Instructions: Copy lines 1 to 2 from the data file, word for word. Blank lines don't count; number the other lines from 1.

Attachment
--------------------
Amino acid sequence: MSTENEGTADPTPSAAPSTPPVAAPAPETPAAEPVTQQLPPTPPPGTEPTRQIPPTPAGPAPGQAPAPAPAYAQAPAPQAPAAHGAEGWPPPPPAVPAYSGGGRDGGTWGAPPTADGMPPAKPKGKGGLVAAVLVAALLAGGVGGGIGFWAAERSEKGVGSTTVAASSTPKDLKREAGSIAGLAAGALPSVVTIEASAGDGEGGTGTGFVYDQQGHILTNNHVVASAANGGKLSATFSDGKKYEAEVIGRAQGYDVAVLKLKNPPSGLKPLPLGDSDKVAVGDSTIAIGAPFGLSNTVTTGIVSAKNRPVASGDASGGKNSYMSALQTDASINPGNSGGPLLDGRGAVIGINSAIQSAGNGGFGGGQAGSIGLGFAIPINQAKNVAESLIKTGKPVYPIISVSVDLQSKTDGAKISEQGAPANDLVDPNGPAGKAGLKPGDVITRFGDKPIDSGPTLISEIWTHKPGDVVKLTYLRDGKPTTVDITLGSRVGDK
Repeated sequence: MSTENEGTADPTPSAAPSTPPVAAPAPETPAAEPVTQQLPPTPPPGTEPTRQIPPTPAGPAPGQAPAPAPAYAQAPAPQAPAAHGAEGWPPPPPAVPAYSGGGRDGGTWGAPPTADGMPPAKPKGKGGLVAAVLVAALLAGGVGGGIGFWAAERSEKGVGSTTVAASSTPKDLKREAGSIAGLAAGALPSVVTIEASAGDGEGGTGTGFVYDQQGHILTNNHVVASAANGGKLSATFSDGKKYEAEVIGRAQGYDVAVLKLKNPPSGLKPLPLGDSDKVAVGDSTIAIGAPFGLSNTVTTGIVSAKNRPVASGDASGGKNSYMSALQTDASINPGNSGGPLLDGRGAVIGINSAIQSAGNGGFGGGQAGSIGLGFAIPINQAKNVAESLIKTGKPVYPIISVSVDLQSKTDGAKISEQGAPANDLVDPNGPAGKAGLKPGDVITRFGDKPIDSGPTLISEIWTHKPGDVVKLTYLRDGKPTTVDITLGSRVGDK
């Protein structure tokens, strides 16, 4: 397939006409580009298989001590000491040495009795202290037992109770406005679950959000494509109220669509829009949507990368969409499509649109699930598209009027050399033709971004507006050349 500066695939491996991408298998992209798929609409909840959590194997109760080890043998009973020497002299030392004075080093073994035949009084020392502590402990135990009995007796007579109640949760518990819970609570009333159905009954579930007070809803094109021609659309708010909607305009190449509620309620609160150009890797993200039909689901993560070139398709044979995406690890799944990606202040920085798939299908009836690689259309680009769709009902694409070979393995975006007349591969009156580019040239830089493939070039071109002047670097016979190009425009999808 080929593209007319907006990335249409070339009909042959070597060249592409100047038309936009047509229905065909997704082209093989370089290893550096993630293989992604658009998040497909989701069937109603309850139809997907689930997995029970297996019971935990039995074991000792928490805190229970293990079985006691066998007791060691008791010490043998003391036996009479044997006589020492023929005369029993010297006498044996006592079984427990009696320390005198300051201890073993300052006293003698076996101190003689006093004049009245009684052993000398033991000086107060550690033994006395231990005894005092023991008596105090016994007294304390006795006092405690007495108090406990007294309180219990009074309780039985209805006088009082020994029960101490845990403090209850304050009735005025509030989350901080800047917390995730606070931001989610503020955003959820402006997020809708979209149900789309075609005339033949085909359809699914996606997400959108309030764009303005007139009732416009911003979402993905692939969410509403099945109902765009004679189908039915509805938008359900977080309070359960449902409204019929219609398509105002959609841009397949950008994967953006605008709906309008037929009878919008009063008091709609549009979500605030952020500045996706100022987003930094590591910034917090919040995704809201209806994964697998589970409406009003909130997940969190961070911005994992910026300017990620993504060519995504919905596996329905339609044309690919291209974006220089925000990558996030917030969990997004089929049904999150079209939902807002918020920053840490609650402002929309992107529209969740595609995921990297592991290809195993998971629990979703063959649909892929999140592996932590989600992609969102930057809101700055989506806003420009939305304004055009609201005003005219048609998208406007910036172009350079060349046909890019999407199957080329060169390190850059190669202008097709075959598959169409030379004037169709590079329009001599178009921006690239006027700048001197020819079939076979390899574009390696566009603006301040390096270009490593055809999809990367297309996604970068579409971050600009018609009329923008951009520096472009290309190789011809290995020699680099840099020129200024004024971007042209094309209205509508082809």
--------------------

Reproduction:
Amino acid sequence: MSTENEGTADPTPSAAPSTPPVAAPAPETPAAEPVTQQLPPTPPPGTEPTRQIPPTPAGPAPGQAPAPAPAYAQAPAPQAPAAHGAEGWPPPPPAVPAYSGGGRDGGTWGAPPTADGMPPAKPKGKGGLVAAVLVAALLAGGVGGGIGFWAAERSEKGVGSTTVAASSTPKDLKREAGSIAGLAAGALPSVVTIEASAGDGEGGTGTGFVYDQQGHILTNNHVVASAANGGKLSATFSDGKKYEAEVIGRAQGYDVAVLKLKNPPSGLKPLPLGDSDKVAVGDSTIAIGAPFGLSNTVTTGIVSAKNRPVASGDASGGKNSYMSALQTDASINPGNSGGPLLDGRGAVIGINSAIQSAGNGGFGGGQAGSIGLGFAIPINQAKNVAESLIKTGKPVYPIISVSVDLQSKTDGAKISEQGAPANDLVDPNGPAGKAGLKPGDVITRFGDKPIDSGPTLISEIWTHKPGDVVKLTYLRDGKPTTVDITLGSRVGDK
Repeated sequence: MSTENEGTADPTPSAAPSTPPVAAPAPETPAAEPVTQQLPPTPPPGTEPTRQIPPTPAGPAPGQAPAPAPAYAQAPAPQAPAAHGAEGWPPPPPAVPAYSGGGRDGGTWGAPPTADGMPPAKPKGKGGLVAAVLVAALLAGGVGGGIGFWAAERSEKGVGSTTVAASSTPKDLKREAGSIAGLAAGALPSVVTIEASAGDGEGGTGTGFVYDQQGHILTNNHVVASAANGGKLSATFSDGKKYEAEVIGRAQGYDVAVLKLKNPPSGLKPLPLGDSDKVAVGDSTIAIGAPFGLSNTVTTGIVSAKNRPVASGDASGGKNSYMSALQTDASINPGNSGGPLLDGRGAVIGINSAIQSAGNGGFGGGQAGSIGLGFAIPINQAKNVAESLIKTGKPVYPIISVSVDLQSKTDGAKISEQGAPANDLVDPNGPAGKAGLKPGDVITRFGDKPIDSGPTLISEIWTHKPGDVVKLTYLRDGKPTTVDITLGSRVGDK